by Larry Tremblay
translated by Sheila Fischman
I had no idea what to expect from The Orange Grove before I picked it up; I had read neither reviews nor the back flap synopsis. The only thing I knew—in fact, the main reason I started reading—was that the book takes place far from Quebec. Don’t get me wrong: I love fiction about La Belle Province. But having recently read my fill of underdog narrators roving through various unnamed Montreal neighborhoods, I was ready for something different.
It actually took me a few false starts to get into the story; Larry Tremblay’s narrative has a long windup. Plot devices are half birthed on the pages, leaving the reader to sift through a pile of questions left in their wake. I felt as if I were interacting with the text while wearing large oven mitts. Where is this going? I wondered. Then, on page 45, I found the answer staring me smack between the eyes. From then on, I was hooked. I finished the book without moving from my chair.
Twins Amed and Aziz live in a nameless country ripped apart by violence. Within the first few pages, a bomb falls in the middle of the night, killing their grandparents. This death is the pivotal event that propels the narrative forward. Thus the cycle of hate begins; their father Zahed is filled with a vengeance that will have far-reaching and tragically violent consequences.
“That’s how I buried my parents. You saw me, I took my old shovel and I dug a hole. You saw the worms arriving to celebrate the burial. The hardest thing wasn’t throwing earth into the hole to cover it up. You saw me, I covered the hole completely. The hardest part was to search through the debris. My mother, I saw her head cracked open. I could no longer see the goodness of her face. Blood, there was blood on the broken walls, on the shattered plates. With my naked hands I scooped up what was left of my father. There was no end… No one should have to do that.”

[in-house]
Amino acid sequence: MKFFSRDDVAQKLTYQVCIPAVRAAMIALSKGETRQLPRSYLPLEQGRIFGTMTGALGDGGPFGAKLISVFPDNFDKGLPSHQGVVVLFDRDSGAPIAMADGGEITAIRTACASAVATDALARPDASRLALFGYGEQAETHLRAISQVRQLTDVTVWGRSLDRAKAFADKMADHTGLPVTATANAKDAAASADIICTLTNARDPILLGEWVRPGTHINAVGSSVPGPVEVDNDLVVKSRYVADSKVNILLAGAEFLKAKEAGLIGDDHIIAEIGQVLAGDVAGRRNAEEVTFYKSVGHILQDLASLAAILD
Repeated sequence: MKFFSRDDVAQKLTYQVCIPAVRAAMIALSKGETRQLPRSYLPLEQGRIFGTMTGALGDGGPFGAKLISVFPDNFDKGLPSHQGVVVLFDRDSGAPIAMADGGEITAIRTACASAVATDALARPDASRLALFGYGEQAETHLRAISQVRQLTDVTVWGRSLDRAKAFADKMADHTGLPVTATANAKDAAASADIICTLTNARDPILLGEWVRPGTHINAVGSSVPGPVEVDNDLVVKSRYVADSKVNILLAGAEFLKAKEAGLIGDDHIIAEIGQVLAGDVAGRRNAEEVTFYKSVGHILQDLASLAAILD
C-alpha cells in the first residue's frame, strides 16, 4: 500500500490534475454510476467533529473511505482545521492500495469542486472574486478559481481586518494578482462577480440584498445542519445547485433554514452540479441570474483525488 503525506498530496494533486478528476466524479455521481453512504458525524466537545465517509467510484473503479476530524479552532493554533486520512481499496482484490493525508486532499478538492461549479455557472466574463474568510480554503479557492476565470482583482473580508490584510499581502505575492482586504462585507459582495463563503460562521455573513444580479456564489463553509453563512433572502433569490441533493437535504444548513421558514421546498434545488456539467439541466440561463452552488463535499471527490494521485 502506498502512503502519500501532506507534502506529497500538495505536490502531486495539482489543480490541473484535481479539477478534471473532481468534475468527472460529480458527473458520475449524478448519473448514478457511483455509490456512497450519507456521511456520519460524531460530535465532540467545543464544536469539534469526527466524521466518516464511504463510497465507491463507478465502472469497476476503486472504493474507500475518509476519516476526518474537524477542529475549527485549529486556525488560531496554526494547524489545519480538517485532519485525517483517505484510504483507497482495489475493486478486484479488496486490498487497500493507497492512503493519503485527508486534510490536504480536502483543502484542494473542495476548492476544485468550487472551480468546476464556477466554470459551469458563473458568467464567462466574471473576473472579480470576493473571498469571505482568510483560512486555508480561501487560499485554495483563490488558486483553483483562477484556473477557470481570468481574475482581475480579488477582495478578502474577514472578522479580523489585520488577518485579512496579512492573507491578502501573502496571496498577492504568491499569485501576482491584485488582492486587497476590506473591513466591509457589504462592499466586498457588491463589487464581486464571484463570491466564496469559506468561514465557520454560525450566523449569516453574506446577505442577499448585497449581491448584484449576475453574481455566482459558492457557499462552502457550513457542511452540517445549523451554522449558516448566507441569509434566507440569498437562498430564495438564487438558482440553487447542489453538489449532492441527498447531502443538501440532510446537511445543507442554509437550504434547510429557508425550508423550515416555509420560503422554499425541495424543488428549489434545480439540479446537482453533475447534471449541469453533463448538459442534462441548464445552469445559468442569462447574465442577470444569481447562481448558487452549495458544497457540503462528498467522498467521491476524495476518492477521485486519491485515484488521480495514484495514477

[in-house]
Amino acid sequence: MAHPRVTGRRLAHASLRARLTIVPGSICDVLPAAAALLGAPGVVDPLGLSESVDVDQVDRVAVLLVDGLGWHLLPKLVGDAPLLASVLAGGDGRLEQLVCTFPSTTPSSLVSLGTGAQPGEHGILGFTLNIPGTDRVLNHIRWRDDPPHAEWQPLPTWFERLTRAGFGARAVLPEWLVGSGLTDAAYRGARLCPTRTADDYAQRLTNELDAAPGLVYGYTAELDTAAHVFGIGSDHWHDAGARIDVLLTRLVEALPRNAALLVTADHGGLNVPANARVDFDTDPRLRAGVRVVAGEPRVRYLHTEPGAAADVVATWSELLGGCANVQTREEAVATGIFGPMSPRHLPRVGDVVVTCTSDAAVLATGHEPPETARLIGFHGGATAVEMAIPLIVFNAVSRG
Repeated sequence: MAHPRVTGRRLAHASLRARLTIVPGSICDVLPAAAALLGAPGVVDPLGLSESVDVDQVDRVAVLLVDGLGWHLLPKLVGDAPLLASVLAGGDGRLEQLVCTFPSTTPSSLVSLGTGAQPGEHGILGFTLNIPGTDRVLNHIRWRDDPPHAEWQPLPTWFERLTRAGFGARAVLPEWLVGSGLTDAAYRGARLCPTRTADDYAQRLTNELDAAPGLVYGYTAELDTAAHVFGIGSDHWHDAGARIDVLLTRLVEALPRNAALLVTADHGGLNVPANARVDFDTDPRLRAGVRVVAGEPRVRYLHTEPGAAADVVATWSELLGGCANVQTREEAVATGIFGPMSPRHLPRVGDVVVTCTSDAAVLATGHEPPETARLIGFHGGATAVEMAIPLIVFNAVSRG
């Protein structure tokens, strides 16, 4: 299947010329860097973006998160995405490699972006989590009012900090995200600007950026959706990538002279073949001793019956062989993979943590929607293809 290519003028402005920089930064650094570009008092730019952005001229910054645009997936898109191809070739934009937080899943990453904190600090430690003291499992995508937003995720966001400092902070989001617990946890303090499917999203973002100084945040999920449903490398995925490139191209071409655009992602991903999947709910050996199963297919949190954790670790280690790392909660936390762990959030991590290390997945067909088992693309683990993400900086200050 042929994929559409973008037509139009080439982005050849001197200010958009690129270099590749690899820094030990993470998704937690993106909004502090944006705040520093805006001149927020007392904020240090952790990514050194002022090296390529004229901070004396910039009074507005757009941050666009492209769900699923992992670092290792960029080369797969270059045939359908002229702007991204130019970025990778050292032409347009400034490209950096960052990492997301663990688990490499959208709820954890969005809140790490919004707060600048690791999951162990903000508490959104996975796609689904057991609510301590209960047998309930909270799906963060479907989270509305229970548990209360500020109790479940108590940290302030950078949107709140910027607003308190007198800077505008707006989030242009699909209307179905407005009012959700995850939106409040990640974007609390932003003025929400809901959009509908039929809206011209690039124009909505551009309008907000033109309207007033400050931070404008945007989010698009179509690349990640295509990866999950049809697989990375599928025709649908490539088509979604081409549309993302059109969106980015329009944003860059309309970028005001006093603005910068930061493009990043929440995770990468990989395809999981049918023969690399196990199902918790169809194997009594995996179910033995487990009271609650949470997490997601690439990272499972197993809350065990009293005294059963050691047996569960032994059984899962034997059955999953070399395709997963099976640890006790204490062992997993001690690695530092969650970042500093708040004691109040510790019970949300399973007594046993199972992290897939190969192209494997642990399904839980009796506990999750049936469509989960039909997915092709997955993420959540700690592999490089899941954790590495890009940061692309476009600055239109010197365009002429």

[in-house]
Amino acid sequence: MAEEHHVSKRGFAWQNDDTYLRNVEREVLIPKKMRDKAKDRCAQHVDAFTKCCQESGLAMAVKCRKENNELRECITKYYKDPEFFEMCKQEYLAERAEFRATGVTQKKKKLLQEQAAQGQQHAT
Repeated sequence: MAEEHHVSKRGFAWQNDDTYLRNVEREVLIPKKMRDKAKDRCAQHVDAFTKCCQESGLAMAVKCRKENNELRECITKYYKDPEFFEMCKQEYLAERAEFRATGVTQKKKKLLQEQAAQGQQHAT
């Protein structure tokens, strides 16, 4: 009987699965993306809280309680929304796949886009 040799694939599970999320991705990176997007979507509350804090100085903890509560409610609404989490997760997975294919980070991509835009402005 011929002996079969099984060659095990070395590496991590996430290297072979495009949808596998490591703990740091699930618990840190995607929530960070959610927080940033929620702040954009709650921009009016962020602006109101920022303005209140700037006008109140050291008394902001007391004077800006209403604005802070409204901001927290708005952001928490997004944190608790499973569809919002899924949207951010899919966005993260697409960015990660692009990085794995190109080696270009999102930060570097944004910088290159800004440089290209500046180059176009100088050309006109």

I don’t want to give too much of the plot away, for I think my reading was enhanced by not knowing where Tremblay was taking me. Written in a clear, poetic voice, The Orange Grove is an urgent book, an essential book. It is a love story: the love of a man for his parents, the love of a mother for her sons, the love shared between brothers. It is also a hate story, an exploration into the mechanisms that lead people to make unimaginable choices. Through the use of an omniscient narrator, the reader is privy to the secrets shared between characters. But secrets abound, and they are revealed, one by one, as their keepers see fit. I had goose bumps up and down my arms on numerous occasions.
I have a feeling that this was a very personal work for Larry Tremblay. He arguably writes himself into the novel as Mikaël, the playwright and acting teacher who grapples with finding a fitting ending to his play about the atrocities of war. He is hoping to see the humanity in it; hoping to understand what motivates a person to keep the cycle of hate alive. Upon learning Aziz’s story, Mikaël writes:
“It was too easy to accuse those who committed war crimes of being assassins or wild beasts. Especially when he who judged them lived far from the circumstances that had provoked those conflicts, whose origins were lost in the vortex of history.”
I believe that such a relativistic observation is only part of the takeaway. While Tremblay’s novel seeks to understand what motivates these crimes against humanity it also seeks to condemn them. And how could we do otherwise when we learn what Zahed will ask of his nine-year-old son? The Orange Grove is a profoundly troubling story, but it is a story that must be told. It is also proof that fiction from Quebec can transcend borders and tackle themes that are universally human. Tremblay’s story will surely resonate with readers all over the globe.